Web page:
Working Towards Net Zero Carbon Emissions: Managing parasites in beef cattle – Liver fluke

Liver fluke disease (fasciolosis) can have devastating consequences on the health and welfare of cattle. It is caused by the flat worm, or trematode, Fasciola hepatica.

Economic estimates put losses from liver fluke disease around £300 million to the UK livestock industry.

Evidence suggests that the prevalence of infection has considerably increased over recent years. Reasons for this include an ever changing climate, changes to farming practices and an increase in cattle movements.

Lifecycle

The lifecycle of the liver fluke. Image shows how the juvenile fluke excyst and migrate through a bovine or ovine liver. The fluke eggs are shown in animal faeces on grass, hatching to release miracidia, which are then shown as infecting a mud snail. The snails release infective cercariae which are shown as a tadpole shaped image. These then encyst on vegetation which completes the circle positioned in front of the animals.
The life-cycle of the liver fluke, Fasciola hepatica. ©Moredun Research Institute. (bit.ly/45EKgbn)

Liver fluke lives in the liver of infected animals and has a complex life cycle. It requires a mud snail to act as an intermediate host. The mud snail thrives in damp and mild conditions. Fluke also need mild conditions to aid their development.

The cycle begins with liver fluke eggs being shed by infected cattle onto the pasture. Given the correct conditions (damp and mild), the eggs develop then hatch,  releasing larvae (miracidia). The larvae then have to find a mud snail to further develop and replicate.  Once developed, the infected larvae (cercaria) break out from the snail and attach themselves to the nearest solid object they can find, which is usually grass or other vegetation. When attached to the grass or other vegetation, cercaria encase themselves in a protective layer and this is when they become the cyst stage of the lifecycle.

Grazing cattle will ingest these cysts.  Once ingested, the cysts hatch in the rumen and then burrow their way through the gut to the liver and bile ducts where they can then shed eggs into the digestive system, causing the cycle to start all over again.

This same fluke can also infect sheep.

Clinical Signs

In beef cattle, obvious signs of infection would include:

  • Weight loss
  • Loss of body condition
  • Anaemia
  • Oedema under the jaw

In cow – calf systems, the milk yield  of the cows can be reduced which in turn can reduce the growth of the suckling calf.

With such symptoms there are both profitability and carbon emission improvements to be made with efficient and effective management.

Diagnosis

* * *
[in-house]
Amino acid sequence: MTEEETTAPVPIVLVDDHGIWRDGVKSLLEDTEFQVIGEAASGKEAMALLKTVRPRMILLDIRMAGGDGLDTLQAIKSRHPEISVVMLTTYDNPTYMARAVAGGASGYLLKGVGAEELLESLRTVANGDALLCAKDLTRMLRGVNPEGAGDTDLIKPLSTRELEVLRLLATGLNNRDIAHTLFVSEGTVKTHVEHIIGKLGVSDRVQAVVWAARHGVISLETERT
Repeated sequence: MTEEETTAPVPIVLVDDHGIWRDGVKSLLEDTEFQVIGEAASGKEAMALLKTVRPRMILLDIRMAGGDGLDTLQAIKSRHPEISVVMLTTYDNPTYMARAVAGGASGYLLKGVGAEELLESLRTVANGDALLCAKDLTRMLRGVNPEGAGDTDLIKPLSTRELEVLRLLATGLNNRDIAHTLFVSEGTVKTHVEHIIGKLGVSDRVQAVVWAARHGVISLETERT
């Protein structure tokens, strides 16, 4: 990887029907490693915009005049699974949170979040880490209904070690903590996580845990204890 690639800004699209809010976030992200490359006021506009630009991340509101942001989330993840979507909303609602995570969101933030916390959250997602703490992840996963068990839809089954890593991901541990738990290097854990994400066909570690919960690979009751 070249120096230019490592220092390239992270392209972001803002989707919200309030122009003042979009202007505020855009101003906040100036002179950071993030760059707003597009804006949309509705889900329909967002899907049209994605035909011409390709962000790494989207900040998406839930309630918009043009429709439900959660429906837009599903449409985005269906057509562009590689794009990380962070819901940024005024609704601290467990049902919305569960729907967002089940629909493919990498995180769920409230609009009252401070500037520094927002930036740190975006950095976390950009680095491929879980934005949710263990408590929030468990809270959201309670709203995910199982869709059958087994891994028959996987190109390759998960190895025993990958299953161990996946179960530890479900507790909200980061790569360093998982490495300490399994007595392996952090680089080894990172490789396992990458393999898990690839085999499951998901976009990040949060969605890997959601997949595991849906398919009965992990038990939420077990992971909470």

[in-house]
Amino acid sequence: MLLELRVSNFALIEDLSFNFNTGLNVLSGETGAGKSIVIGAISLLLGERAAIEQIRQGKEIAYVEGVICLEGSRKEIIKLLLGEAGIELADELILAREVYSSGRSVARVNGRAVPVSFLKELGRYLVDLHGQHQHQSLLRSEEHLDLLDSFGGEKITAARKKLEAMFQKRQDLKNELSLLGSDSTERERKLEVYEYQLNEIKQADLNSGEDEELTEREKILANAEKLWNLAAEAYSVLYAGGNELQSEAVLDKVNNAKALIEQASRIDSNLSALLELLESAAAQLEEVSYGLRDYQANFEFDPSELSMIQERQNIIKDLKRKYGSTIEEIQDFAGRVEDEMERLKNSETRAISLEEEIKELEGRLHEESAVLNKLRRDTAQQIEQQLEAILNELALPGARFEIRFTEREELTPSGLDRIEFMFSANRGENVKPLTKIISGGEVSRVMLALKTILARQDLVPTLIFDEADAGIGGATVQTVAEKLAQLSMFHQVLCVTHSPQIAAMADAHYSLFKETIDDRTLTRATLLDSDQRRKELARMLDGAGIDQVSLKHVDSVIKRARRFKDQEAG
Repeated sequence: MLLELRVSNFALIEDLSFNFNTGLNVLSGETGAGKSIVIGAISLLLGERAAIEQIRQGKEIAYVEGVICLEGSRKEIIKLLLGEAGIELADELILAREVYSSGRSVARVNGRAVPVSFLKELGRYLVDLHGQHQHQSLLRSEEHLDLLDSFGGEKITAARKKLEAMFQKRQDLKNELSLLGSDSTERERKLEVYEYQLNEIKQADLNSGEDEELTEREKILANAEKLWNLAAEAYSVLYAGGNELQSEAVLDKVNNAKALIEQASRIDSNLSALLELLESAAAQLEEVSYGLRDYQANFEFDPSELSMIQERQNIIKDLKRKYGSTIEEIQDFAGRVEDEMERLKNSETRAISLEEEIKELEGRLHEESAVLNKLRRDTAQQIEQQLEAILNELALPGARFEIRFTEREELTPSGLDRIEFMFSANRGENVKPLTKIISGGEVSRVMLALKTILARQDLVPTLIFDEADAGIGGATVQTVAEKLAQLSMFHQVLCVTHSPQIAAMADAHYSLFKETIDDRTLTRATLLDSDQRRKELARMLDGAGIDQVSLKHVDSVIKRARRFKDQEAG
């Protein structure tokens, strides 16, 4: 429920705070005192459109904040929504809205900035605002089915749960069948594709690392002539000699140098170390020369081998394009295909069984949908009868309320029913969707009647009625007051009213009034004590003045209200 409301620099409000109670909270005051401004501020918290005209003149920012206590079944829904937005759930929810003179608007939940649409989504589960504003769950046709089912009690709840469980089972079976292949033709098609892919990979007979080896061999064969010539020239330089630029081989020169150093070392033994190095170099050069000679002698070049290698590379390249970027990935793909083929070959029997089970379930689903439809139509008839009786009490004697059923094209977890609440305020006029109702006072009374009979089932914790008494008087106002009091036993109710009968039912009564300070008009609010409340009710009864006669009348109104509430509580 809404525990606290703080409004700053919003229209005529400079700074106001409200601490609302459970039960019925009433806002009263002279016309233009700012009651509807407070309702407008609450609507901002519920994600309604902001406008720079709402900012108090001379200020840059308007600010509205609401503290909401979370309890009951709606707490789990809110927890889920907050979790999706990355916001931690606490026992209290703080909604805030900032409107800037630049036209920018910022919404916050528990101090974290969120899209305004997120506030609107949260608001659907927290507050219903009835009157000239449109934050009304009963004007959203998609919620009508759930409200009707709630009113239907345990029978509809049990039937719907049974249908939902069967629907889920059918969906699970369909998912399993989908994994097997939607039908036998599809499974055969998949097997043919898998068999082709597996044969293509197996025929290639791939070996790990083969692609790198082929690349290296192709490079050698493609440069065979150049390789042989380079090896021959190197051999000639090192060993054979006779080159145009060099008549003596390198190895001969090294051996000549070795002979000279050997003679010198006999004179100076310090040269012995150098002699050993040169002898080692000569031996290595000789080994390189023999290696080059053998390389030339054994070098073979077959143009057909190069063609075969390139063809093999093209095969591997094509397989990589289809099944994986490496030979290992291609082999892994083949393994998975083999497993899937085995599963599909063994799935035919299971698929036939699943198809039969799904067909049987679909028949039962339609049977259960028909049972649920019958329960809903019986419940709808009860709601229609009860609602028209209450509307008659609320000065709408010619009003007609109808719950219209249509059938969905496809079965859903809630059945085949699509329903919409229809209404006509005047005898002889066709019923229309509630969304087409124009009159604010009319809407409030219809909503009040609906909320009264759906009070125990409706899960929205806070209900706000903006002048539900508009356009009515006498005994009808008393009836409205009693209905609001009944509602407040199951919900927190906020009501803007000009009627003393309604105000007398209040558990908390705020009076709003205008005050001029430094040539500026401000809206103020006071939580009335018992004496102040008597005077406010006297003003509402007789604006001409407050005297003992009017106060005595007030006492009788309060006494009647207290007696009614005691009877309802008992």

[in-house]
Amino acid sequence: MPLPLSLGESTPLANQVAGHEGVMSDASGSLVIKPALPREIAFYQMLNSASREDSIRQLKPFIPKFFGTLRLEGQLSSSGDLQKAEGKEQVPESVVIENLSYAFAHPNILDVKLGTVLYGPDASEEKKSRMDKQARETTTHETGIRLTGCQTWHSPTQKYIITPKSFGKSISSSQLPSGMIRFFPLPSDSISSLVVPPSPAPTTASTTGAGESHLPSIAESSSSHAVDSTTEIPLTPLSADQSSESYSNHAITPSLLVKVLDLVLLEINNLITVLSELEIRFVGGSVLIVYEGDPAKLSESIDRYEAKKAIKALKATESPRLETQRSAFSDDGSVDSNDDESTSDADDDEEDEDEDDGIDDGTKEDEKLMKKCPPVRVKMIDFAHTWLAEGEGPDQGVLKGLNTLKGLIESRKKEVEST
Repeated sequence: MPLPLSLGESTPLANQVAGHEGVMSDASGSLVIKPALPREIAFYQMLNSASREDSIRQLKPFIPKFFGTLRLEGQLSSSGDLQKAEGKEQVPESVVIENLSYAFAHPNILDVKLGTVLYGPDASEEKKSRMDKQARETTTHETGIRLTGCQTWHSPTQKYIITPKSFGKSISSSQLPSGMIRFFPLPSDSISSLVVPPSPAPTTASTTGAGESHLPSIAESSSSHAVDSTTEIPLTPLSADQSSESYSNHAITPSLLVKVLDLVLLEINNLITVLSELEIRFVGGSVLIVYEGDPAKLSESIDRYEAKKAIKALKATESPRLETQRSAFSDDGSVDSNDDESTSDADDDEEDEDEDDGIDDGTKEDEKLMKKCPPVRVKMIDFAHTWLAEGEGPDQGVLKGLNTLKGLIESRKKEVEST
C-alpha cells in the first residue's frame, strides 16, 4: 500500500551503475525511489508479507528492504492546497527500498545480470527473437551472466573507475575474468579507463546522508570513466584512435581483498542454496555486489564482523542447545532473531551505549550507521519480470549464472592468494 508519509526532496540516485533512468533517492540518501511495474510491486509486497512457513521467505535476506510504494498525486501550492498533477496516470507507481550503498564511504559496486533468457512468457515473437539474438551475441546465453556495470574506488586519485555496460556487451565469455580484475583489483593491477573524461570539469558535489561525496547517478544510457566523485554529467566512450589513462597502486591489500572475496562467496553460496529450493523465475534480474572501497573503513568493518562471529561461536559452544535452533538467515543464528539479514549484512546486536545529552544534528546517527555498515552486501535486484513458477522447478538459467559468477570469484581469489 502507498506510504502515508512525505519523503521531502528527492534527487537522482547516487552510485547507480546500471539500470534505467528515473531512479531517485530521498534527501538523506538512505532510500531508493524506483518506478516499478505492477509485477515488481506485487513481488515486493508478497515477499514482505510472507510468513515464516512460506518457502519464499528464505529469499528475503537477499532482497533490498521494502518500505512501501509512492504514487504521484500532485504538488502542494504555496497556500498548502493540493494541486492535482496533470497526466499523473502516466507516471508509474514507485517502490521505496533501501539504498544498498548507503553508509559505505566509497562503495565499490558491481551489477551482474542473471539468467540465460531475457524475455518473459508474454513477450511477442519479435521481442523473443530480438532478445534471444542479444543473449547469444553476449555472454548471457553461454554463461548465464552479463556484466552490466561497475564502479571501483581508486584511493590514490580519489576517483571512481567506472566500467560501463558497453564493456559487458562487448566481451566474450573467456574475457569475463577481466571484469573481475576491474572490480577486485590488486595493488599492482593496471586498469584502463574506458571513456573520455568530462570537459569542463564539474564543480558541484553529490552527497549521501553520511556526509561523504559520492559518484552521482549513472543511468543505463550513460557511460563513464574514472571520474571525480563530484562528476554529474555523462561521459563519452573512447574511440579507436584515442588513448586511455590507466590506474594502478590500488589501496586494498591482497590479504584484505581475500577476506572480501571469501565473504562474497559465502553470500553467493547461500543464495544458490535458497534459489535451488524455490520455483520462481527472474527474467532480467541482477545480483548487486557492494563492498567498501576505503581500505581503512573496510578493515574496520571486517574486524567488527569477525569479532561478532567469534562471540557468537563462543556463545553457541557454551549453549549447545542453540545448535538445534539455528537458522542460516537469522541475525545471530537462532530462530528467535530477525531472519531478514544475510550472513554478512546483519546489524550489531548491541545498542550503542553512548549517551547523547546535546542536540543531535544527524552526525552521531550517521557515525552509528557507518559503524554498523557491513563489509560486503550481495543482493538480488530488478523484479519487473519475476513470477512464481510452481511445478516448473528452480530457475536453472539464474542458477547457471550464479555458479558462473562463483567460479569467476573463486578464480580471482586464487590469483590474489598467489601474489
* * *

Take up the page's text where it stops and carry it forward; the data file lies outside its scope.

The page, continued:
Diagnosis can be made using faecal egg counts or blood antibody tests.

Diagnostic tests should be used to determine if treatment is necessary. If treatments are used faecal samples should be taken two weeks after dosing to check that they have been effective. See Technical note TN677 for further information.

A Coproantigen ELISA test can be used to determine is there is active infection with late immature or adult liver flukes. This test can diagnose infection two to three weeks before fluke eggs can be detected in the faeces.

Treatment

Photo showing 5 liver flukes on a green backgroud, next to a 5-pence piece to demonstrate the size that mature fluke can get to (one is about 1.5 times the height of the coin).
The adult liver fluke can be larger than the size of a five pence piece.

To determine if treatment is necessary, diagnostic tests should be carried out. The timing of treatment should relate to the date of housing and the product that is chosen.

All flukicides will be effective against adult fluke.  However the effectiveness against the immature stages of the fluke are variable. Options should be discussed with your vet, RAMA or SQP.

When treatment is necessary, always dose according to the data sheet and dose accurately for effective treatment. The weight of the cattle should be known for this to happen. Ensure that the product used is in date and has been stored correctly. Check that dosing equipment is correctly calibrated.

More information is available on the COWS website

Prevention & control

Some practical recommendations that can be made to prevent and control liver fluke are:

  • Know the risk areas of the farm – think about creating a map highlighting areas known to be of high risk potential.
  • Fence off high risk areas – this will prevent the cattle from entering such areas
  • Prevent leakages around water troughs to avoid creating muddy conditions as they will create the perfect habitat for the mud snail, even if temporary
  • Quarantine treatment for recently purchased cattle – as well as it being good practice to quarantine recently purchased cattle, testing and then treating these cattle for liver fluke is recommended to prevent it entering the main herd.

Find out more

Download a pdf of this Practical Guide using the button below.

Other Practical Guides in this ‘Managing parasites in beef cattle’ series highlight how to manage roundworms and lungworm infestations.

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